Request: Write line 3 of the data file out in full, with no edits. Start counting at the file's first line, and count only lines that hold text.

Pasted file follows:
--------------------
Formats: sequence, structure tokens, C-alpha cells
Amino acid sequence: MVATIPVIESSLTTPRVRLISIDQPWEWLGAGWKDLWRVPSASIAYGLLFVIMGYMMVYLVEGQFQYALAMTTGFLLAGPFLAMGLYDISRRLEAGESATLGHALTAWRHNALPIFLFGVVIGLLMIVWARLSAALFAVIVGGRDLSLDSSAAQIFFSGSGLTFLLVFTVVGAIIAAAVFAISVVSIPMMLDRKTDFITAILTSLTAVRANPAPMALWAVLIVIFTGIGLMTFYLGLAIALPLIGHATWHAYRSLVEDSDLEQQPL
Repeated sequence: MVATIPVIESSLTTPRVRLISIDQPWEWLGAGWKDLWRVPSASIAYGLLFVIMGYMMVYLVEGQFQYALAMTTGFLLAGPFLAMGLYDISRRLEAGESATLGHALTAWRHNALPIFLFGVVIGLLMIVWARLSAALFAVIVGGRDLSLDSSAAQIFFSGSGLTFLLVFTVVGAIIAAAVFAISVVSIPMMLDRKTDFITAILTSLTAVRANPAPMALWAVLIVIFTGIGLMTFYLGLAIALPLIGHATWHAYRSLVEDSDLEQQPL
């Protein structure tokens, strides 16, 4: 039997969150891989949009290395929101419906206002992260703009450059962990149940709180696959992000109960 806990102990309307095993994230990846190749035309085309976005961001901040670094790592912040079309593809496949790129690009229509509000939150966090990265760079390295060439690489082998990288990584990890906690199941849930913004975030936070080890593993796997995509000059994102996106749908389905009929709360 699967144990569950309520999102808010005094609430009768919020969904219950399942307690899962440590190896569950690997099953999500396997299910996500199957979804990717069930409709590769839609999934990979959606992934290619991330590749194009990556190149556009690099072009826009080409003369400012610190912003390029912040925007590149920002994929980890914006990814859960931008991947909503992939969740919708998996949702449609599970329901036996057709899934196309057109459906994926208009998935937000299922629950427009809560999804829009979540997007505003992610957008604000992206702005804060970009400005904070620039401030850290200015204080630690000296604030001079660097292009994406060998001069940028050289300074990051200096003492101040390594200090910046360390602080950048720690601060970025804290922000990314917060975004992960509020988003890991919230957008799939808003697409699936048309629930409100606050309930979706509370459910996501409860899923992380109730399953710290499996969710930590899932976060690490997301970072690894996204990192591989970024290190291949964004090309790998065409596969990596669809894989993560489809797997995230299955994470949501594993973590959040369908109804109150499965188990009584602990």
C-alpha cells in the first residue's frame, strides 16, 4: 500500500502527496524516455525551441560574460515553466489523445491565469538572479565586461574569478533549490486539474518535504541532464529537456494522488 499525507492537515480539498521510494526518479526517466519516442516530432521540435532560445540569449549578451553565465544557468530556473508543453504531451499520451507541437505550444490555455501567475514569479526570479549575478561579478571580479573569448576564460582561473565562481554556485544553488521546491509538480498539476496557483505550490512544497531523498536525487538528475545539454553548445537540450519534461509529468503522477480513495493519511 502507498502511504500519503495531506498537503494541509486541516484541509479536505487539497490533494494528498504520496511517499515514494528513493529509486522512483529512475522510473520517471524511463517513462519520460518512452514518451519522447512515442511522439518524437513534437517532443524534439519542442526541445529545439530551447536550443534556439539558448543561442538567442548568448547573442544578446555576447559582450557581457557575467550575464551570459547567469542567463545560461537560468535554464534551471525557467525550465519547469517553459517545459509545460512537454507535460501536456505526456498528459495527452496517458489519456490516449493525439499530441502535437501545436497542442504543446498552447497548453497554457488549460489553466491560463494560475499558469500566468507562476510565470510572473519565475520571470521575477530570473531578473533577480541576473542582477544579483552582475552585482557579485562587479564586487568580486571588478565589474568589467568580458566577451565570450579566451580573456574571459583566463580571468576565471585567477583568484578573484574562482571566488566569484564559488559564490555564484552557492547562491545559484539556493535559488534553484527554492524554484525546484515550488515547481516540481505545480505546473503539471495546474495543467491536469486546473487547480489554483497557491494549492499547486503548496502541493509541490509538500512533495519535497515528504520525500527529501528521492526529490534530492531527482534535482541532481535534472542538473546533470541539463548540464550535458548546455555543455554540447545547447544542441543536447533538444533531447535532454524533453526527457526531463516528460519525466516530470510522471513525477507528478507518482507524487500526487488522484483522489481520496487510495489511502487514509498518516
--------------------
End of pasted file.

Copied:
Repeated sequence: MVATIPVIESSLTTPRVRLISIDQPWEWLGAGWKDLWRVPSASIAYGLLFVIMGYMMVYLVEGQFQYALAMTTGFLLAGPFLAMGLYDISRRLEAGESATLGHALTAWRHNALPIFLFGVVIGLLMIVWARLSAALFAVIVGGRDLSLDSSAAQIFFSGSGLTFLLVFTVVGAIIAAAVFAISVVSIPMMLDRKTDFITAILTSLTAVRANPAPMALWAVLIVIFTGIGLMTFYLGLAIALPLIGHATWHAYRSLVEDSDLEQQPL